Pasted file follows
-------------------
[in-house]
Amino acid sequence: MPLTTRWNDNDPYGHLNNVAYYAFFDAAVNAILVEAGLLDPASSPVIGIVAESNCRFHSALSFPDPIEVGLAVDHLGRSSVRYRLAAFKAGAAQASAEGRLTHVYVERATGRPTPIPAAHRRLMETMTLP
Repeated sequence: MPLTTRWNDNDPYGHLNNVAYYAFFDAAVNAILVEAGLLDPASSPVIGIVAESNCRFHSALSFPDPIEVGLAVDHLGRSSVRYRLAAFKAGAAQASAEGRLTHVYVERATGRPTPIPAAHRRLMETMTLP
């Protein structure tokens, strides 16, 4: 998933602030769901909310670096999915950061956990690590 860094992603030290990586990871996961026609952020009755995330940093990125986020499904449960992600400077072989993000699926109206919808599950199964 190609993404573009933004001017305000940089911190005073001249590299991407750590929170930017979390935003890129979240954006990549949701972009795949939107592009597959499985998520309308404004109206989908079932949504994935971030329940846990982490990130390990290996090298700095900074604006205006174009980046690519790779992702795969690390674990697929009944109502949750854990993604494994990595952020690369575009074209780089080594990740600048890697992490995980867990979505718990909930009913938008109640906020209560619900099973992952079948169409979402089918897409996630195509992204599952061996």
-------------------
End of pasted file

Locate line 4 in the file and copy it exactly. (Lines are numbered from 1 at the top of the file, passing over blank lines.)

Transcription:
């Protein structure tokens, strides 16, 4: 998933602030769901909310670096999915950061956990690590 860094992603030290990586990871996961026609952020009755995330940093990125986020499904449960992600400077072989993000699926109206919808599950199964 190609993404573009933004001017305000940089911190005073001249590299991407750590929170930017979390935003890129979240954006990549949701972009795949939107592009597959499985998520309308404004109206989908079932949504994935971030329940846990982490990130390990290996090298700095900074604006205006174009980046690519790779992702795969690390674990697929009944109502949750854990993604494994990595952020690369575009074209780089080594990740600048890697992490995980867990979505718990909930009913938008109640906020209560619900099973992952079948169409979402089918897409996630195509992204599952061996």